One of the most infamous dolphin hunting season has begun on the small coastal town of Taiji, in southwestern Japan. Hundreds of dolphins are herded into a small cove by fishermen on boats and then slaughtered for meat or captured to be sold to aquariums and marine parks around the world. These annual hunts last for six months, from the beginning of September through the end of February, during which close to two thousand dolphins are killed.
The hunt takes place early morning, usually before sunrise. A small group of fishermen get into a dozen motorized boats and head towards the region where dolphins are known to migrate. Once a pod of dolphin is found, the fishermen lower several stainless steel poles into the water and strike them with mallets. The noise disrupts the dolphin's sonar throwing off their navigation and causing them to panic. This enables the fishermen to drive the panicked dolphins towards the bay which leads to a sheltered cove. Once inside, the mouth of the cove is sealed with nets trapping the dolphins inside.
Photo credit: Japan Times
At this point, the dolphins are too agitated to hunt. So the fishermen leave them to cool off for the night. The next morning, the fishermen enter the bay in small boats, and kill the dolphins one at a time. In the past, the fishermen used to stab the dolphins with sharp hooks and harpoons and bleed them to death turning the waters of the cove red with blood. Protests and condemnation against this practice has forced the fishermen to adopt a different killing technique. Nowadays, the dolphins are killed by driving a long metal rod into the cervical region of the dolphin, severing its brainstem, which supposedly kills them within seconds. In realty, the dolphins thrash about in agonizing pain for several minutes. To prevent spilling blood into the cove and turning it red, which would look really bad and inhumane, the fishermen push wooden corks into the wounds.
Aside from the physical pain, the dolphins undergo extreme psychological distress. The hunters would often release the smaller and younger dolphins and kill only the larger adults as they provided more meat. The released animals are traumatized and stressed by the hunts and rarely survive for long without the support of their pod. A pod is not just a random collection of dolphins, but is largely built on dolphin families with very close relations. When dolphins within a pod die, members of the pod exhibit signs of grieving and distress just like humans do.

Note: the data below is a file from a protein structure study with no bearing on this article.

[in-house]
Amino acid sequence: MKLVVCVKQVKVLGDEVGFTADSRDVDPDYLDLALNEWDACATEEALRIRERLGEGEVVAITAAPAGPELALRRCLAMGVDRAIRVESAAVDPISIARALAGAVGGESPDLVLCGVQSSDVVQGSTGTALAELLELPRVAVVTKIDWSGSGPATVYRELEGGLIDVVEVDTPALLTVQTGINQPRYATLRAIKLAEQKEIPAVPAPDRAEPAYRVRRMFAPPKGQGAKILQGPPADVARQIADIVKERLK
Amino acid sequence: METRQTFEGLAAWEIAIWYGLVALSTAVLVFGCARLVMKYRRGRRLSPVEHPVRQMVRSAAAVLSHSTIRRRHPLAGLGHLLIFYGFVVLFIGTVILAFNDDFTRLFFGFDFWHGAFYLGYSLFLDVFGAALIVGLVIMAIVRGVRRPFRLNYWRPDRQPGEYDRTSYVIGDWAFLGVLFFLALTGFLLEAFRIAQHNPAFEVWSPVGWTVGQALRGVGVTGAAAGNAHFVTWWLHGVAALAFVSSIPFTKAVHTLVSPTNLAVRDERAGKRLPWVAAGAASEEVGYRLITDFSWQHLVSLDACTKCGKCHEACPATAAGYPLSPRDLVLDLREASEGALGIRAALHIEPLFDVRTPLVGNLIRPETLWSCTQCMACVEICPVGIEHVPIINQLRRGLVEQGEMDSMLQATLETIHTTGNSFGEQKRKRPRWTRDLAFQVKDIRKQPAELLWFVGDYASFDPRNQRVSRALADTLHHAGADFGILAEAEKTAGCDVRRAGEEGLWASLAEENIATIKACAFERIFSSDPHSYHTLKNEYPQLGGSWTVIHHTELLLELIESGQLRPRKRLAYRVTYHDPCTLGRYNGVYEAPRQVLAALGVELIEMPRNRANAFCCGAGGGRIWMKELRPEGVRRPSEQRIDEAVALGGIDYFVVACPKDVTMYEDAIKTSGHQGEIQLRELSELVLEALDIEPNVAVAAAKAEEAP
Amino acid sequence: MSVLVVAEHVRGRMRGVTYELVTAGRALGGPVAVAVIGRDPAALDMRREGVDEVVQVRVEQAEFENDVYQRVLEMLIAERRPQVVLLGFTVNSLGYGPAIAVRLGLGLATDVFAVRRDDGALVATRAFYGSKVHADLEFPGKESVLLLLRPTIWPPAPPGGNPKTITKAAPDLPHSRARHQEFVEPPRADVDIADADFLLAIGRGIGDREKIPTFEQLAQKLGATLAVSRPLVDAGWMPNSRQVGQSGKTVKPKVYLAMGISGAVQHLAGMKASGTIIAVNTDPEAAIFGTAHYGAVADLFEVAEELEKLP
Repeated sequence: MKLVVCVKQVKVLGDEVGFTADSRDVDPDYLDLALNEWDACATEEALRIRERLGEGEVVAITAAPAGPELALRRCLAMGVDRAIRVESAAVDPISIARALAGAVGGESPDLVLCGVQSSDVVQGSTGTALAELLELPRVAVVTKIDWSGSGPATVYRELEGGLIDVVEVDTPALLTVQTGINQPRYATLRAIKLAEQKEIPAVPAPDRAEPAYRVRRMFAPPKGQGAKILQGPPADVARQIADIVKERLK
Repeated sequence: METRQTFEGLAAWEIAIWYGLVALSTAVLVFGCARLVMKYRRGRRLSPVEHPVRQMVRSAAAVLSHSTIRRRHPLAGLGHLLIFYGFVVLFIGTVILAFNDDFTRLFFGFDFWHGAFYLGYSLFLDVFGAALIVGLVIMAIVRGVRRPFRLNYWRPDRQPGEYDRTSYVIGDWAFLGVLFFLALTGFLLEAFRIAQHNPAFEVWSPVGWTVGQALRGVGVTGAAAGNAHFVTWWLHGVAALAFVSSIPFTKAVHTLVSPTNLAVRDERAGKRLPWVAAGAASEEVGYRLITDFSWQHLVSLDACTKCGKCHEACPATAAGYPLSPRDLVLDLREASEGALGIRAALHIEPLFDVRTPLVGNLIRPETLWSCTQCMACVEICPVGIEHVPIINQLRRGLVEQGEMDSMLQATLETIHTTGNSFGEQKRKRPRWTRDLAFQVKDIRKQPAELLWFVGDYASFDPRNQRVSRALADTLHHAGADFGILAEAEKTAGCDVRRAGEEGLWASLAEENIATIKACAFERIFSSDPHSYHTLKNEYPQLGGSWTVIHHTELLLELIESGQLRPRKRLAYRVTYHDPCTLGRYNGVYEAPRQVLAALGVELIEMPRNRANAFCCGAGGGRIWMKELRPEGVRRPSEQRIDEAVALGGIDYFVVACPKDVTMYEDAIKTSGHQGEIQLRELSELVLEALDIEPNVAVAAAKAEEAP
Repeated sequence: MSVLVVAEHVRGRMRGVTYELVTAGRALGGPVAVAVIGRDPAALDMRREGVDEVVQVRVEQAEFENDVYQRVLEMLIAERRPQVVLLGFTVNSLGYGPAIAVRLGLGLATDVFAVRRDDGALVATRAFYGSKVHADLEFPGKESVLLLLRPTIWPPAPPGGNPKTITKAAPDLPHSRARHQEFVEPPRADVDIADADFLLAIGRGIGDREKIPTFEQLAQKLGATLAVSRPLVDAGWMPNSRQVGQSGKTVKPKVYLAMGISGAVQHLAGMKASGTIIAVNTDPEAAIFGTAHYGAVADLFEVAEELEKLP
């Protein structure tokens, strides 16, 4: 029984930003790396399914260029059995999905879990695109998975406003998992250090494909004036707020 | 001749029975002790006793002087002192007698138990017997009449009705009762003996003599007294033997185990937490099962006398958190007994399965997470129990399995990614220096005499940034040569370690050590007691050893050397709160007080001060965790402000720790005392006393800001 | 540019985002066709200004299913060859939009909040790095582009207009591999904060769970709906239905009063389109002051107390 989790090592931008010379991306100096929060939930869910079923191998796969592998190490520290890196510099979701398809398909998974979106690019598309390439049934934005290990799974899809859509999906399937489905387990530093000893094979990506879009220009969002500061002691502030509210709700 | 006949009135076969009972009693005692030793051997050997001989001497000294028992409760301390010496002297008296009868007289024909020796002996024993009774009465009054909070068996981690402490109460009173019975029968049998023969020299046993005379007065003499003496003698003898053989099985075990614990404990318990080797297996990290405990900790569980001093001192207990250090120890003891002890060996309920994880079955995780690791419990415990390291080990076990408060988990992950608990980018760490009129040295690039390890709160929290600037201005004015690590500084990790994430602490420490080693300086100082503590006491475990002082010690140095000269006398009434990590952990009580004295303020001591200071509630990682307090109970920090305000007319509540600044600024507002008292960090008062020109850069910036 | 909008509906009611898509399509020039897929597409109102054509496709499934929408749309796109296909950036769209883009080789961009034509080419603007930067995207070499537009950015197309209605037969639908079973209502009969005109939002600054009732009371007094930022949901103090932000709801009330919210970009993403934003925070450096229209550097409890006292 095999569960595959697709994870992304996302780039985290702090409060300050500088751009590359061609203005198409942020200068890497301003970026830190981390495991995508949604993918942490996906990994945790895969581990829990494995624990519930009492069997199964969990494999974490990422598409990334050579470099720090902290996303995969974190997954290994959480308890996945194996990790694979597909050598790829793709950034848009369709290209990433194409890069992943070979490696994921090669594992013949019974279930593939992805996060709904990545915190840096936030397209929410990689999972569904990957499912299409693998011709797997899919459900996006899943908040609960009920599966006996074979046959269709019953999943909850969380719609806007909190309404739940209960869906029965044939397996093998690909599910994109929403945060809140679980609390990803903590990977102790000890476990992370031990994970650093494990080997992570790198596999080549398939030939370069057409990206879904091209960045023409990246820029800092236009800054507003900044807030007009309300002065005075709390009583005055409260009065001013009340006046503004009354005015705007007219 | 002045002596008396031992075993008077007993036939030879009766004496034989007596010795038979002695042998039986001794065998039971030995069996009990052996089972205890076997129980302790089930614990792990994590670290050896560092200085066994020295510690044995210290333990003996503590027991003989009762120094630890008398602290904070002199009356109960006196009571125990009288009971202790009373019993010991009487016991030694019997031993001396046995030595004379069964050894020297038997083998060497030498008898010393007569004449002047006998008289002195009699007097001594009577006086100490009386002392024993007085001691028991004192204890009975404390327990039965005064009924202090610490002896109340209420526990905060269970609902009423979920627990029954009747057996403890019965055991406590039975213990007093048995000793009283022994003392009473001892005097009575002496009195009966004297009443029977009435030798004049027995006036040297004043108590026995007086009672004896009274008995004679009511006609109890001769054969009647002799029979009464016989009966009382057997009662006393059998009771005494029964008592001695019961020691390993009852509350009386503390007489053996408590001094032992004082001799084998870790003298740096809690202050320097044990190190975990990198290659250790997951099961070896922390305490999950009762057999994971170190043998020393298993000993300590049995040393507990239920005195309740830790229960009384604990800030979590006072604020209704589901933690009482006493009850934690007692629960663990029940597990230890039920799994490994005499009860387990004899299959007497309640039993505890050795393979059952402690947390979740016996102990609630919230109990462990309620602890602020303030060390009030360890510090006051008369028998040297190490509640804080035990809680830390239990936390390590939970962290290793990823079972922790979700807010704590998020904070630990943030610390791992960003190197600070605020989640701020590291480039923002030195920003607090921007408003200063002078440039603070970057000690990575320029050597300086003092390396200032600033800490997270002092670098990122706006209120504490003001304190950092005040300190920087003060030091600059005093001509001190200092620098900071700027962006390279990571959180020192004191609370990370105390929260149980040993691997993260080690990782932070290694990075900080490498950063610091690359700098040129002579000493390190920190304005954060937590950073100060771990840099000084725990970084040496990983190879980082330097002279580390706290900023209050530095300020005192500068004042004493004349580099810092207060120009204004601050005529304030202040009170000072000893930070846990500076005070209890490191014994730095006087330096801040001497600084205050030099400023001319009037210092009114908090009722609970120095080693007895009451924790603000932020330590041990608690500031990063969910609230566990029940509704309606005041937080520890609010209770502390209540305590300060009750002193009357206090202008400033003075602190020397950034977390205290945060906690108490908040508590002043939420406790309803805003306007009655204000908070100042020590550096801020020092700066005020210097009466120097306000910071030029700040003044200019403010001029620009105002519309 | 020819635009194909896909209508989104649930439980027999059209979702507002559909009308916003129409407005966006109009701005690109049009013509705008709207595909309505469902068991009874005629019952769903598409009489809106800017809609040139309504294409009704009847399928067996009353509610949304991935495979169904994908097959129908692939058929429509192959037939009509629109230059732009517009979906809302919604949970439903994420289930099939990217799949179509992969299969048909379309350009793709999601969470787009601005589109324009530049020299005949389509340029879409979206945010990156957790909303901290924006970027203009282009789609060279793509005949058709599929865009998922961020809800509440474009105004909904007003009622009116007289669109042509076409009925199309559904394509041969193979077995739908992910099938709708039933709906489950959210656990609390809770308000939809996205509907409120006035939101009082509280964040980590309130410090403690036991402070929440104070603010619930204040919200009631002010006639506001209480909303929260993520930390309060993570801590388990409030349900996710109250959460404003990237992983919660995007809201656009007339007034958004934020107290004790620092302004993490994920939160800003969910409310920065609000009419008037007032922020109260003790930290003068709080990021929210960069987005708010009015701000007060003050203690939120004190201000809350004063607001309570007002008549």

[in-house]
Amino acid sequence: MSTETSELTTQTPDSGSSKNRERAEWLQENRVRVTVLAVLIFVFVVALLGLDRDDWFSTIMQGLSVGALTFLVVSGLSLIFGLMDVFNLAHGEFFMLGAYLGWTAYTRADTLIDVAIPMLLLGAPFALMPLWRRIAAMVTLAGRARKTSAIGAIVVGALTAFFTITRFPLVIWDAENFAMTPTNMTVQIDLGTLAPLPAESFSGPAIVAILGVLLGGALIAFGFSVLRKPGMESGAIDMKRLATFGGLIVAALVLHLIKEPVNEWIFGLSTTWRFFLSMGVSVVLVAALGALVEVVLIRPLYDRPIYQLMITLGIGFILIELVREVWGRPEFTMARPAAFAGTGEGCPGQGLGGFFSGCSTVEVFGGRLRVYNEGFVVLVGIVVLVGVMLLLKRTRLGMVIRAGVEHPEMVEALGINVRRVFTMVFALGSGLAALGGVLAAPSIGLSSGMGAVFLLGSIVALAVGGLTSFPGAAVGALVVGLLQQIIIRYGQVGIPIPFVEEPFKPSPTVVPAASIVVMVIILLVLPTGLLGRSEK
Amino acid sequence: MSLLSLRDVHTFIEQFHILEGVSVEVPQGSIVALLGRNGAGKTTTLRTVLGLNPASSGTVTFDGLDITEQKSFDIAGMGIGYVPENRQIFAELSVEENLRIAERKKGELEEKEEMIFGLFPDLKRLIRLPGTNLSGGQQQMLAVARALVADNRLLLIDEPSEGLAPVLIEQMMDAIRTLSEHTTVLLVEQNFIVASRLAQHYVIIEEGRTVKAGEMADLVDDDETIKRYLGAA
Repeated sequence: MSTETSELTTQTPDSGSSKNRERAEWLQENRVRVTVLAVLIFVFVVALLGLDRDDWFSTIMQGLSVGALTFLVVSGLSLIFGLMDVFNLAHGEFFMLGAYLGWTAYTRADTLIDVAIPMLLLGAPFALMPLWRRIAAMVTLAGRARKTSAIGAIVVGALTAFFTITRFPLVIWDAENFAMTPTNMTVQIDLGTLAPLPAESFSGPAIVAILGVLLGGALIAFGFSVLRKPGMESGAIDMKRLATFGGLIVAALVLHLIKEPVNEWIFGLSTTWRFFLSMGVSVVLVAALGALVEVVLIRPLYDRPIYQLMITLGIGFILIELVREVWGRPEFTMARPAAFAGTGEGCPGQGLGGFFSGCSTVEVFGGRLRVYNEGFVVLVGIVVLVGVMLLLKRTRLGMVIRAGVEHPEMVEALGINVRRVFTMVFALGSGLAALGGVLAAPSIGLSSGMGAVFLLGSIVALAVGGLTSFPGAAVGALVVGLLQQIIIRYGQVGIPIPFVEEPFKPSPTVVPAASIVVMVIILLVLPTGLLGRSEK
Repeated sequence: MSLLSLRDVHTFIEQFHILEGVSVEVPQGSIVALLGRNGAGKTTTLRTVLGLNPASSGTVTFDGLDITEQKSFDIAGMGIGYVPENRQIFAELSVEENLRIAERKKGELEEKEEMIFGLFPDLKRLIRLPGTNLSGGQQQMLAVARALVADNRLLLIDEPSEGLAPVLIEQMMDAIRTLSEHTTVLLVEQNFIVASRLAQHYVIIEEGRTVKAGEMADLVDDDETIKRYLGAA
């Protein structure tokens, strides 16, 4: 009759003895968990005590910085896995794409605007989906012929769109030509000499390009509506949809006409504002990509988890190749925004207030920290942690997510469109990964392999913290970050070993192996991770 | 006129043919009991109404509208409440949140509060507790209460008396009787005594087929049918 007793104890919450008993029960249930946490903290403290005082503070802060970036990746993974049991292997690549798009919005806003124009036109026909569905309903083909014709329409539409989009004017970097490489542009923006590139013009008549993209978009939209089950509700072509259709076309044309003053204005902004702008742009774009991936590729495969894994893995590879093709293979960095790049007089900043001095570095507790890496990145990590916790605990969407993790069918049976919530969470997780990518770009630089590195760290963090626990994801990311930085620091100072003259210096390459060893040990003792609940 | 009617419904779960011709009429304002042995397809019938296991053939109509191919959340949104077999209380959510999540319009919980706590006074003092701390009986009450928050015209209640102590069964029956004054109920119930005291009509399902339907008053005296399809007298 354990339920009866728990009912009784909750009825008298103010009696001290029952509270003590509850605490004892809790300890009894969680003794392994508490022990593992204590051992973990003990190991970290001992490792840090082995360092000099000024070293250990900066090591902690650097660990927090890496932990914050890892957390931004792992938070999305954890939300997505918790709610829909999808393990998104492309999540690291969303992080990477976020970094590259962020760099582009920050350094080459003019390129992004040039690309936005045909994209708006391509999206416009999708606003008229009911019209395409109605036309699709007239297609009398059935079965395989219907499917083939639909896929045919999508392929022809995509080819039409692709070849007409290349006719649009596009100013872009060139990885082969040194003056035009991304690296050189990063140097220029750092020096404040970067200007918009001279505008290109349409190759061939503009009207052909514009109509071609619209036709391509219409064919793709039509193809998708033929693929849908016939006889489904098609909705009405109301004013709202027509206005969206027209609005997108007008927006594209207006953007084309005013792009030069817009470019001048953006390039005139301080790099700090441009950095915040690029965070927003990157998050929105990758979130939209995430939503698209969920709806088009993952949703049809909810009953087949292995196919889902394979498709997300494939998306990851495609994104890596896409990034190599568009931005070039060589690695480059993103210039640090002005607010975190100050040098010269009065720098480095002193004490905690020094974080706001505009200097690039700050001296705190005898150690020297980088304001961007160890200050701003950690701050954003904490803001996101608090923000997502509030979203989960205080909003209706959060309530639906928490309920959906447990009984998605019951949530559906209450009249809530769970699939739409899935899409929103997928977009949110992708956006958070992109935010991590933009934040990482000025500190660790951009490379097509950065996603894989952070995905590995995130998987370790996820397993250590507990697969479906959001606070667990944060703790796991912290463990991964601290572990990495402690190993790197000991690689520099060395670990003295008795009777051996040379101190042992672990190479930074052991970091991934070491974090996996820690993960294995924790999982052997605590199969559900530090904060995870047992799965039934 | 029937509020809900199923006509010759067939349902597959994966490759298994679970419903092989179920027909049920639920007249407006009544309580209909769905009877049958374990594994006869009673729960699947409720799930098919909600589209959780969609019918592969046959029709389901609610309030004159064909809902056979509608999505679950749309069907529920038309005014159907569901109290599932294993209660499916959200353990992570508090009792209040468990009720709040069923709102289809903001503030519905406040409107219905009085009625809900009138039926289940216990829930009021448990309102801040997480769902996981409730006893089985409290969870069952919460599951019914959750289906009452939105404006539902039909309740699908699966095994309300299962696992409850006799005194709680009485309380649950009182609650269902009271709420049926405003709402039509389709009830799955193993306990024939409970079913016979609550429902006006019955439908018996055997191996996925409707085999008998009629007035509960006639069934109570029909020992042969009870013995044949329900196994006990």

Photo credit: Nat Geo
The gruesome hunting was secretly filmed by National Geographic photographer Louie Psihoyos in 2009 for the Academy Award-winning documentary “The Cove”. Since the release of the documentary, the hunt has created an outrage across the world. Millions of people, animal activists and organizations have demanded that the hunting be stopped. But this isn’t going to happen, because it’s a multi-million-dollar industry and is supported by the Japanese government.
The government issues permits to hunt dolphins, whales and other marine animals. About 1,800 permits for dolphin are issued per year. Along with porpoises and other small whales, the total number of permits issued for a single hunting season exceeds well over 16,000. This is a significant drop from 23,000 permits that were annually issued at the time the documentary was made.
The fall in demand for dolphin meat is largely due to efforts from non-profit organizations and activists who have been educating the Japanese people about the dangers of eating mercury-contaminated dolphin meat. In 2015, the World Association of Zoos an Aquariums (WAZA) also banned the buying and selling of dolphins from the controversial hunt, after protests and pressure from global organizations. But there are still plenty of marine parks that do not belong to WAZA and are ready to buy dolphins from Taiji.
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